Geoghan, who was convicted of sexual assault earlier this year, is serving a nine- to 10-year prison sentence. He still faces another trial on charges of child rape.

Yesterday's breakthrough came when Garabedian obtained the last of the 86 victim signatures from Janet Greene, the mother of two Geoghan victims from Saugus who are also part of the settlement. Greene said in an interview yesterday that she signed the settlement only because she was told she was the last holdout and did not want to be responsible for blocking financial payments to the 85 other alleged victims. ''I'm just so tired of crying and feeling that I have the responsibility for all these people. I just had to make a decision,'' she said.

But Greene was sharply critical of the church, insisting that Cardinal Bernard F. Law had short-changed the victims. ''This settlement should have been fair but it's not even close,'' said Greene. ''The cardinal and his lawyers should be ashamed of themselves. I'm not sure how a man of the church, a cardinal and a leader, can justify this.''

Mark Keane, an alleged victim of Geoghan's abuse, said he is relieved that his years of fighting the church have come to a close but also criticized Law and church officials. ''These spiritual leaders have conducted themselves like the corporation they are,'' Keane said. ''They've acted very immorally.''

Under the original agreement, drawn up after months of secret negotiations overseen by mediator Paul A. Finn, the 86 plaintiffs - 70 of them victims and 16 of them relatives of the victims - would have split between $15 million and $30 million, with Finn basing the individual settlements on his assessment of the severity of the abuse and the damage suffered by each victim. The estimated cost of that settlement was between $20 million and $22 million.

The 86 plaintiffs fall into three broad groups: the 16 relatives; 20 others to whom Geoghan exposed himself when they were minors; and 50 people who suffered serious sexual abuse over the 30-year period when Geoghan was shuffled through six parishes even though a succession of bishops and Cardinals Humberto S. Medeiros and Law knew that he was a child molester.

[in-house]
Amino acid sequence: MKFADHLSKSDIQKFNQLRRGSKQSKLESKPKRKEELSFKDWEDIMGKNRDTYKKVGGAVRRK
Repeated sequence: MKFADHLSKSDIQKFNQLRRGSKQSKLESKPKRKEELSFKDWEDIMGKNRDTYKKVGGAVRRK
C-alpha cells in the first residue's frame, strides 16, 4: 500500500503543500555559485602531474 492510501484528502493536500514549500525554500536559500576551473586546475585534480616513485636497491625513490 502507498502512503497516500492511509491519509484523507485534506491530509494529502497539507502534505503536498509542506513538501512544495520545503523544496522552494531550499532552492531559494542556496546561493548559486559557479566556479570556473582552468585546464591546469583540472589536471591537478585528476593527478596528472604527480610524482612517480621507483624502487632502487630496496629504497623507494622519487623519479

Under the earlier agreement, the parents would have received $10,000 each. The 20 victims Geoghan exposed himself to would have divided $1.5 million, or an average of $75,000 each. And the 50 who were seriously victimized would have received settlements ranging from about $150,000 to as much as $900,000 each.

In an interview yesterday, Garabedian said the relatives will retain their $10,000 payments. The 20 exposure victims will average about $27,000 each. And the 50 other victims will split $9.3 million of the $10 million. With no mediator involved in the final settlement, Garabedian said he has set the payouts: Three victims will get $94,000 each. The 47 others will receive higher payments, with the highest at $313,000.

Like other attorneys who file similar lawsuits on a contingency basis, Garebedian will receive a percentage of the settlement, but he has declined to say how large a percentage. Typically, however, plaintiff attorneys receive at least one-third of the total. Although some attorneys have settled such claims quickly, most of the 86 claims against Geoghan have been fought with the archdiocese for more than three years.

Lawyers in other high-profile church abuse cases said that while the archdiocese might hope use this settlement as a model for settlements with other victims, attorneys for those victims will doubtless press for significantly higher amounts.

Sylvia Demarest, who negotiated a $31 million settlement for 12 victims in a Dallas case, said the settlement ''seems like good news for the diocese. It's a lot less than they were contemplating previously.'' Whether this case sets a precedent for other settlements depends on several factors, she said, including how tough-minded victims and their lawyers are about pushing forward to a trial.

''If the clients and the attorneys have the financial strength to go the distance, that has a big impact on any settlement,'' she said.

Garabedian said he hopes the settlement will bring some measure of closure for his clients. But Greene, though her payment has not been reduced, said reconciliation will be difficult for her.

''I feel like I'm being abused again. It's not closure; it's ridiculous,'' she said. She did, however, give Garabedian credit for working to expose how Law and other church officials allowed Geoghan to remain in active ministry after they had been credibly informed that he had molested children. ''What this should represent is a deep and profound apology for the damage that was done, but it's nothing. It isn't an apology. It's just scattering crumbs to the people and telling them to get out of the way.''

Matt Carroll of the Globe Staff contributed to this report.Walter Robinson can be reached at Michael Rezendes can be reached at

This story ran on page A1 of the Boston Globe on 9/19/2002.
© Copyright 2002 Globe Newspaper Company.

© Copyright 2004 The New York Times Company
Advertise | Contact us | Privacy policy